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PAGE 148

Line 5. "Since he whom Aife bore me," literally "Never until now have I met, since I slew Aife's only son, thy like in deeds of battle, never have I found it, O Ferdia." This is O'Curry's rendering; if it is correct, and it seems to be so substantially, the passage raises a difficulty. Aife's only son is, according to other records, Conlaoch, son of Cuchulain and Aife, killed by his father, who did not at the time know who Conlaoch was. This battle is usually represented as having taken place at the end of Cuchulain's life; but here it is represented as preceding the War of Cualgne, in which Cuchulain himself is represented to be a youth. The allusion certainly indicates an early date for the fight with Conlaoch, and if we are to lay stress on the age of Cuchulain at the time of the War, as recorded in the Book of Leinster, of whose version this incident is a part, the "Son of Aife" would not have been a son of Cuchulain at all in the mind of the writer of this verse. It is possible that there was an early legend of a fight with the son of Aife which was developed afterwards by making him the son of Cuchulain; the oldest version of this incident, that in the Yellow Book of Lecan, reconciles the difficulty by making Conlaoch only seven years old when he took up arms; this could hardly have been the original version.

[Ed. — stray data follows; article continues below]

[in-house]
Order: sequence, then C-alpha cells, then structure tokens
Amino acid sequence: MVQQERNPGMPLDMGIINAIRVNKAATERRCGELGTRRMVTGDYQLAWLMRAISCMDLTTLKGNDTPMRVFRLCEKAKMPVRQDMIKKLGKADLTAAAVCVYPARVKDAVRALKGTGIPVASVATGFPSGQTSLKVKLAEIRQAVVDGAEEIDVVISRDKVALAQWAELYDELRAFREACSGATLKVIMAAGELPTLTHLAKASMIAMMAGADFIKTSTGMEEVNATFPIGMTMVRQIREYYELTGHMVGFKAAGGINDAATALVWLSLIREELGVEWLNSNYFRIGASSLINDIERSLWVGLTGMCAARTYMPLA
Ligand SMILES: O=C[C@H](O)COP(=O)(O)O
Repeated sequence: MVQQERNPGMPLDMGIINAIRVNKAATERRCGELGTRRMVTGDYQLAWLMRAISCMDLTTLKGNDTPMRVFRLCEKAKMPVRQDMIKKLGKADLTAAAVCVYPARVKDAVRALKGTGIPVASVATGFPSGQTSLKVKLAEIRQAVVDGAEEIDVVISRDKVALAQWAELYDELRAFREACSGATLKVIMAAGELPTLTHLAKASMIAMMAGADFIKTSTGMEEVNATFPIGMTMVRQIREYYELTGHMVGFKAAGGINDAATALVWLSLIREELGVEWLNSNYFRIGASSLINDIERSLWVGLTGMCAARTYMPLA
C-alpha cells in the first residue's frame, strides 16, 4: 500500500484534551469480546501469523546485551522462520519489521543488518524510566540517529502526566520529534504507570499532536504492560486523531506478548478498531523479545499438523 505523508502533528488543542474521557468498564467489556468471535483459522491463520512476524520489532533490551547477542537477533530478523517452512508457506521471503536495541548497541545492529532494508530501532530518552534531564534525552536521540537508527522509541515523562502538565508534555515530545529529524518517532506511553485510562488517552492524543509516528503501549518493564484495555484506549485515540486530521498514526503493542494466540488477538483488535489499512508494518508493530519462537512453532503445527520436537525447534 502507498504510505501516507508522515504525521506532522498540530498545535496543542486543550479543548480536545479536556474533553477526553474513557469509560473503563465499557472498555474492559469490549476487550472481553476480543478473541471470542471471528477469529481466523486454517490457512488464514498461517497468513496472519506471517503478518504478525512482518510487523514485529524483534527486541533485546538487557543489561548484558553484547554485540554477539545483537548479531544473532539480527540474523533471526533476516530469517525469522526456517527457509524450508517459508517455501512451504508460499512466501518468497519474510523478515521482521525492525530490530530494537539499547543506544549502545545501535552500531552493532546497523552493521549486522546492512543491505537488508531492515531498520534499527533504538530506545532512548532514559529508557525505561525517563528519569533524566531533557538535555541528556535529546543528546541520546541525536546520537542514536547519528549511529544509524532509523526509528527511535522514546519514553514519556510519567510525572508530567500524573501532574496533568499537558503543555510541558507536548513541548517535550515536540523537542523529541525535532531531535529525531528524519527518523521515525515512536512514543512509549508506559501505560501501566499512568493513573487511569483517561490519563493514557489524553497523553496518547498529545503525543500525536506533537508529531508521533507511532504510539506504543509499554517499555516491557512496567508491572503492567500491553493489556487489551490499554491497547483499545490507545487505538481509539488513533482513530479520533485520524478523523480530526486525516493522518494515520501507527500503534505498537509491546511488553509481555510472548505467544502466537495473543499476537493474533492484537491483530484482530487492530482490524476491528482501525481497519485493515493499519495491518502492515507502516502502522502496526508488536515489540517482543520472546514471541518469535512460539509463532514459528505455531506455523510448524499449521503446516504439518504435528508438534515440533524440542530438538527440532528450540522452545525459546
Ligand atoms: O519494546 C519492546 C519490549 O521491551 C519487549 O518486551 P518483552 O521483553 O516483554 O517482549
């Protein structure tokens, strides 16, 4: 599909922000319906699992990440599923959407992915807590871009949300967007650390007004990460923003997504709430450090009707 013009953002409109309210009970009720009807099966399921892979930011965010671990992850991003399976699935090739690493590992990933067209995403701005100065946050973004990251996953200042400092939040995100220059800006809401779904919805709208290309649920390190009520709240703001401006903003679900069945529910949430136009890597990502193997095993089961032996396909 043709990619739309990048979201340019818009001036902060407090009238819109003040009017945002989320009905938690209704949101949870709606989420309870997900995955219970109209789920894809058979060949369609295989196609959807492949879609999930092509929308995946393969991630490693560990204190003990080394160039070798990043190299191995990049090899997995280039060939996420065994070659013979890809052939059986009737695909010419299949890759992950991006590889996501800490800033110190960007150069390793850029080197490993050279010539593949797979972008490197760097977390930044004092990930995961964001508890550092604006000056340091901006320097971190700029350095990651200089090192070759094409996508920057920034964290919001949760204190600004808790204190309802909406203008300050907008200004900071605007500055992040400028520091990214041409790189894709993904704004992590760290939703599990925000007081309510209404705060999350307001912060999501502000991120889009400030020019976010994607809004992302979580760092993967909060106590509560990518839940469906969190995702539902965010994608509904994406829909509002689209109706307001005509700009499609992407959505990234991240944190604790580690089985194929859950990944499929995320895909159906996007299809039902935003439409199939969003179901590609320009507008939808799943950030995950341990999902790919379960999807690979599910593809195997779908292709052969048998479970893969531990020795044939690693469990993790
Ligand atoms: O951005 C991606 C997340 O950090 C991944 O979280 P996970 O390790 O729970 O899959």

Line 23 of poem is literally: "It is like thrusting a spear into sand or against the sun."

The metre of the poem "Ah that brooch of gold," and of that on page 144, commencing "Hound, of feats so fair," are unique in this collection, and so far as I know do not occur elsewhere. Both have been reproduced in the original metre, and the rather complicated rhyme-system has also been followed in that on page 148. The first verse of the Irish of this is

Dursan, a eo oir
a Fhirdiad na n-dam
a belc bemnig buain
ba buadach do lamh.

The last syllable of the third line has no rhyme beyond the echo in the second syllable of the next line; oir, "gold," has no rhyme till the word is repeated in the third line of the third verse, rhymed in the second line of the fourth, and finally repeated at the end. The second verse has two final words echoed, brass and maeth; it runs thus

Do barr bude brass
ba cass, ba cain set;
do chriss duillech maeth
immut taeb gu t-ec.

The rhymes in the last two verses are exactly those of the reproduction, they are cain sair, main, laim, chain, the other three end rhymes being oir, choir, and oir.

Line 3 of this poem is "O hero of strong-striking blows."

Line 4. "Triumphant was thine arm."

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